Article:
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Vassily Kandinsky

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Vassily Kandinsky
Modern (19th century-1945) Painting
(Moscow, Russia, December 4, 1866 - December 13, 1944, Neuilly-sur-Seine, France)
Kandinsky, Vassily (preferred, index, V) Vassily Kandinsky (display, V) Kandinskii, Vasilii Vasilevich (V) Kandinskij, Vasilij Vasil'evic (V) Kandinsky, Vasily (V) Kandinskij, Vasilij (V) Kandinski, Vasilij (V) Vasilij Kandinskij (V) Kandinsky, Wassili (V) Kandinsky, Wassily (V) Kandinsky, Wassily Wassiljewitsch (V) Kang-ting-ssu-chi, Wahsili (V)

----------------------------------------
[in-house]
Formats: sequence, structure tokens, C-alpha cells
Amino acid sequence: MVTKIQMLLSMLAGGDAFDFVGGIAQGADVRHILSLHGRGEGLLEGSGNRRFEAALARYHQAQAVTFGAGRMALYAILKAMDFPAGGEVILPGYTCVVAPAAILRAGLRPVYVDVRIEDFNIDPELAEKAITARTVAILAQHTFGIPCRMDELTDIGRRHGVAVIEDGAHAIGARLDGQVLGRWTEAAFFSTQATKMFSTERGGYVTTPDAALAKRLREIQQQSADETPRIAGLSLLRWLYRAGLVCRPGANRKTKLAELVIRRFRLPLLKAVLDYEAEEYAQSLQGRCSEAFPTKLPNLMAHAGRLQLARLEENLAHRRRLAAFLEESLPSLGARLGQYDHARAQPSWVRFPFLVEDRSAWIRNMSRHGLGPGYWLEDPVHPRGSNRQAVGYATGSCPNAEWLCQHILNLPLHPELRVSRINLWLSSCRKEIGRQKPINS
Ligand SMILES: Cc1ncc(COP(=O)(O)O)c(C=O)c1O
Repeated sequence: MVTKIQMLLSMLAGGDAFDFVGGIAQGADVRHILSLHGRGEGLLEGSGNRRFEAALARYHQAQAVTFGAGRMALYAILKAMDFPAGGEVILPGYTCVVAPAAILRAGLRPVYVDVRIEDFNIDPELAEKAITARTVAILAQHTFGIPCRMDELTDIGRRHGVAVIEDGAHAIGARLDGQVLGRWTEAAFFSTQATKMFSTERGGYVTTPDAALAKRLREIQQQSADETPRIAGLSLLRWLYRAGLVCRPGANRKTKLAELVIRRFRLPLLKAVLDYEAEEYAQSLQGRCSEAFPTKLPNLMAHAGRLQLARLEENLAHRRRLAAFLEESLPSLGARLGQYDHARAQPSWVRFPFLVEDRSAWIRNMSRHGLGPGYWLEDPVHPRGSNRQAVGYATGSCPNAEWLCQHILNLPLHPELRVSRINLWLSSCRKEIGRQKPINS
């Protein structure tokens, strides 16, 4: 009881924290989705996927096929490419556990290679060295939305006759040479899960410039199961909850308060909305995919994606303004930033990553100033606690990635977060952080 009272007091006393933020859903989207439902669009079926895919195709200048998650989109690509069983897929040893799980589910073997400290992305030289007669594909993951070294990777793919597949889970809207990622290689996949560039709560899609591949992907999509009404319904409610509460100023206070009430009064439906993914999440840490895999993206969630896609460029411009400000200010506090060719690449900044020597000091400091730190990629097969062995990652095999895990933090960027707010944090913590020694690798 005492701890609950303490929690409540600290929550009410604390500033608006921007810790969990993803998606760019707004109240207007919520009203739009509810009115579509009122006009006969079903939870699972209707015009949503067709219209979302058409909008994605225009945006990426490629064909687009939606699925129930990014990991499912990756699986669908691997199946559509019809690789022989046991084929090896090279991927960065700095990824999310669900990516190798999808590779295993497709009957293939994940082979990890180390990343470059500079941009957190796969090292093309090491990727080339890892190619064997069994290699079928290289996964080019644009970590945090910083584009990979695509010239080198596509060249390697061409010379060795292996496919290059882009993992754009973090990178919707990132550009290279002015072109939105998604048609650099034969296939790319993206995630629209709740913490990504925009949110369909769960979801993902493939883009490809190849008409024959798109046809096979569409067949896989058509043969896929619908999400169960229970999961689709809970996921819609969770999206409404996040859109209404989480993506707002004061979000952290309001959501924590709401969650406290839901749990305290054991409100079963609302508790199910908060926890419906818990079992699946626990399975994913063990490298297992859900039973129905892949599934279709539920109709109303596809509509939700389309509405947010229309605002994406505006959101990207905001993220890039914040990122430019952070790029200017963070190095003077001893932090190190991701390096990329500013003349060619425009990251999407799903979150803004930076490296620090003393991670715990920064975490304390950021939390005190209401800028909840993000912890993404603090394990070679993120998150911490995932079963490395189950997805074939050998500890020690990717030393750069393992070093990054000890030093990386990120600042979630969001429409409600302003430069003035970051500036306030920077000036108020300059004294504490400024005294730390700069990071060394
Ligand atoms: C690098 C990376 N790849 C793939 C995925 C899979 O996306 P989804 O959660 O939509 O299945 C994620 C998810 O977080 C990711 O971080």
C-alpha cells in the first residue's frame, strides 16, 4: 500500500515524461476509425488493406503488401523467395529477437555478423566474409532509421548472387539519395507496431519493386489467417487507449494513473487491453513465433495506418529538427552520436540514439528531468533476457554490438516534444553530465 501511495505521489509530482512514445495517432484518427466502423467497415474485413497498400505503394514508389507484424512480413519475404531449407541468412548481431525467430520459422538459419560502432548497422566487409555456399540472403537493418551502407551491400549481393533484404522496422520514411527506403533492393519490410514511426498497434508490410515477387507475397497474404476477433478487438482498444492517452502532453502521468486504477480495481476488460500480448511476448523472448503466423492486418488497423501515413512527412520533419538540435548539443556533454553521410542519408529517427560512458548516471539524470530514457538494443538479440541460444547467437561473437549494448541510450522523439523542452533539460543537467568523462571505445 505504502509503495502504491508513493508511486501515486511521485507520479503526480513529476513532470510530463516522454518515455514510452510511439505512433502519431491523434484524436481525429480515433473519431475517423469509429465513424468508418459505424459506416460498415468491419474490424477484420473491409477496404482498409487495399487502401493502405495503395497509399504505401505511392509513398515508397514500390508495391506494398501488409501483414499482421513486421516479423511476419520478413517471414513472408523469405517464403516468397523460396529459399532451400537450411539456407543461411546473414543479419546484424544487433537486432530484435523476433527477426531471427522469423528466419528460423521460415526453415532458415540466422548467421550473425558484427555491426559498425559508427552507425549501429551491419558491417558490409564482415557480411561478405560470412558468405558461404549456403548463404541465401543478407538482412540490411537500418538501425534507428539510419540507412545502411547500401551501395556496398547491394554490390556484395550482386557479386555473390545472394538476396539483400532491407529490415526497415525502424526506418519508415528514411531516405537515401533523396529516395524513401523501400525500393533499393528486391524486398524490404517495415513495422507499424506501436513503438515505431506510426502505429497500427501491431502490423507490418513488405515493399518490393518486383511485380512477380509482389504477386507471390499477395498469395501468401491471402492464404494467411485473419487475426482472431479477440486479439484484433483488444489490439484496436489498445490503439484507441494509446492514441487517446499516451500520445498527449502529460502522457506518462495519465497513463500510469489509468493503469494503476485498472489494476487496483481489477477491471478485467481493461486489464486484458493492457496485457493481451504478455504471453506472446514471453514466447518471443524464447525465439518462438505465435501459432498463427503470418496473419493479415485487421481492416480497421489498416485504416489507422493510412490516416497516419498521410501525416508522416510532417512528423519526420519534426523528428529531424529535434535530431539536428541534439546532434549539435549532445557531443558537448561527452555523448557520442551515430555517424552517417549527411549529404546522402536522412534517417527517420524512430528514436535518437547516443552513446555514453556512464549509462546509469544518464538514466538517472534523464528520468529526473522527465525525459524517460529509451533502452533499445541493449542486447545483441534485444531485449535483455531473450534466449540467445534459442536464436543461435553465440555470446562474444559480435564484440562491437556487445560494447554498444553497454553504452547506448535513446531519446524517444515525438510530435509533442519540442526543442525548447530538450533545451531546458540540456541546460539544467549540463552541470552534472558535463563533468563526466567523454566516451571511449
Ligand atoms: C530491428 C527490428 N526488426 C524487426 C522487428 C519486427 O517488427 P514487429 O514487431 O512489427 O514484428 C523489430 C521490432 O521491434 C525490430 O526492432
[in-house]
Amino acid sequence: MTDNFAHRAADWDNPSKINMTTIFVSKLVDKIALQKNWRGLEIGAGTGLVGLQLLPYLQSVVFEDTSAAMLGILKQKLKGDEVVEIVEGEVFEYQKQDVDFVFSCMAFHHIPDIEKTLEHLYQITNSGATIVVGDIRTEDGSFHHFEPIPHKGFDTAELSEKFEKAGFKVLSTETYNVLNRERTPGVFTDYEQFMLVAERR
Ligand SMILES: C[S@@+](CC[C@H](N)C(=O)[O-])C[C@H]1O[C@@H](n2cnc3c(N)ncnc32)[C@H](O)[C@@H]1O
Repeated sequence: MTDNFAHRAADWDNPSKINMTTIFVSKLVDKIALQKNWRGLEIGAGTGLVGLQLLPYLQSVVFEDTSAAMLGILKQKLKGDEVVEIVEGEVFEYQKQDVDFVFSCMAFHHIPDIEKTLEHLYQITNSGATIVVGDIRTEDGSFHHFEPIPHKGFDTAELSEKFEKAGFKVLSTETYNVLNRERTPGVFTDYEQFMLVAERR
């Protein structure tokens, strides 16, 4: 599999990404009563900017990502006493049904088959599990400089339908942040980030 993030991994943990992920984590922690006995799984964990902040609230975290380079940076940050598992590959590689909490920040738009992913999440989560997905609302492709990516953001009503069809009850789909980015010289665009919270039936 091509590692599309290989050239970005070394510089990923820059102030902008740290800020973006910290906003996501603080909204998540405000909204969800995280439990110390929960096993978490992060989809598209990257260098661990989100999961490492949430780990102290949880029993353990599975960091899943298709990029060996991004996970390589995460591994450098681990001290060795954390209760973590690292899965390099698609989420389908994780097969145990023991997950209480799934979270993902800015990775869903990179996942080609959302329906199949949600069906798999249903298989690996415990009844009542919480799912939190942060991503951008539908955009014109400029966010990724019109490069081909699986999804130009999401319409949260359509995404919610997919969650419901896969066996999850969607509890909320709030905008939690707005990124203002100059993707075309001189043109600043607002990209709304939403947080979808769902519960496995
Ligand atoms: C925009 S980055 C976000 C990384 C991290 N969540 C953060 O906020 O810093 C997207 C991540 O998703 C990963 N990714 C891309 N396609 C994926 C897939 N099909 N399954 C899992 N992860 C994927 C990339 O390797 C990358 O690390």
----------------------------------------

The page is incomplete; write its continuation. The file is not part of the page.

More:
Wassily Kandinsky was raised and educated in Moscow, but left for Munich in 1896 to attend art school. There he was exposed to the paintings of the French Impressionists and the music of Wagner, which inspired him. In Germany, he was active in the foundation of several different art schools and artists' groups, most notably "Der Blaue Reiter." His theoretical texts were also published internationally. In 1914, he returned to Moscow, where he collaborated with Malevich and Tatlin. In 1918 he was invited by both Soviet cultural bureaucrats and his colleagues to teach at the Svomas (Free State Art Schools), the radically oriented institutions that had replaced the traditional art schools swept away by the October Revolution. Two years later he was asked to head Inkhuk (The Institute of Artistic Culture) in Moscow. In 1922, he began teaching painting at the Bauhaus in Weimar, while continuing to paint and publish treatises on painting. At the age of fifty he married Nina Andreewsky, the beautiful young daughter of a Russian general. But his stay in Moscow was short-lived and he and his new wife, Nina, left Russia and resettled in Germany, where he became a naturalized citizen in 1928. There he spent eleven years as a master at the Bauhaus. The Kandinskys shared one of the double houses Gropius designed for the Bauhaus masters with his good friend the Swiss artist Paul Klee and his family. In 1929 the Baroness Hilla Rebay, a 39-year old artist turned art adviser, brought the American millionaire Solomon R. Guggenheim to visit Kandinsky's studio in Dessau. As a result, when the Museum of Non-Objective Art opened ten years later, Kandinsky's work was its esthetic and spiritual heart. That museum was the forerunner of the Guggenheim Museum of today. Kandinsky left Germany in 1933 and settled in Neuilly-sur-Seine outside Paris. He had already seen his work banned and vilified in the Nazi Party's notorious exhibitions of "Degenerate Art". He became a citizen of France, and died in Neuilly, France on December 13, 1944. Kandinsky and Nina lived harmoniously together until he died.

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